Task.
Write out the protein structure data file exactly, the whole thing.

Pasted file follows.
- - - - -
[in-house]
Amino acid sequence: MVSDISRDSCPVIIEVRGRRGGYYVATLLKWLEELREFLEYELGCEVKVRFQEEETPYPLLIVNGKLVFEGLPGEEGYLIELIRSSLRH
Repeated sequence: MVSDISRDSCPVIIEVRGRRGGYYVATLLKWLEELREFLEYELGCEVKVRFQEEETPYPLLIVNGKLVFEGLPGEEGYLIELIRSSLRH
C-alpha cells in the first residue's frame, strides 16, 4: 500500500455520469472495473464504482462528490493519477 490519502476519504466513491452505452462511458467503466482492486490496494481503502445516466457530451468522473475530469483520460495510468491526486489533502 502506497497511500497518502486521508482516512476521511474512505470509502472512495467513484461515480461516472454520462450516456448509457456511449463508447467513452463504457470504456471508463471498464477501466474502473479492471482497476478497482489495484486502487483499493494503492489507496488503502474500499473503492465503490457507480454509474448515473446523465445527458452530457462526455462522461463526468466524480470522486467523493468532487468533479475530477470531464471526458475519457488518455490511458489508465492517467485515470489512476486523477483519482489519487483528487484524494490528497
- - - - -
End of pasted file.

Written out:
[in-house]
Amino acid sequence: MVSDISRDSCPVIIEVRGRRGGYYVATLLKWLEELREFLEYELGCEVKVRFQEEETPYPLLIVNGKLVFEGLPGEEGYLIELIRSSLRH
Repeated sequence: MVSDISRDSCPVIIEVRGRRGGYYVATLLKWLEELREFLEYELGCEVKVRFQEEETPYPLLIVNGKLVFEGLPGEEGYLIELIRSSLRH
C-alpha cells in the first residue's frame, strides 16, 4: 500500500455520469472495473464504482462528490493519477 490519502476519504466513491452505452462511458467503466482492486490496494481503502445516466457530451468522473475530469483520460495510468491526486489533502 502506497497511500497518502486521508482516512476521511474512505470509502472512495467513484461515480461516472454520462450516456448509457456511449463508447467513452463504457470504456471508463471498464477501466474502473479492471482497476478497482489495484486502487483499493494503492489507496488503502474500499473503492465503490457507480454509474448515473446523465445527458452530457462526455462522461463526468466524480470522486467523493468532487468533479475530477470531464471526458475519457488518455490511458489508465492517467485515470489512476486523477483519482489519487483528487484524494490528497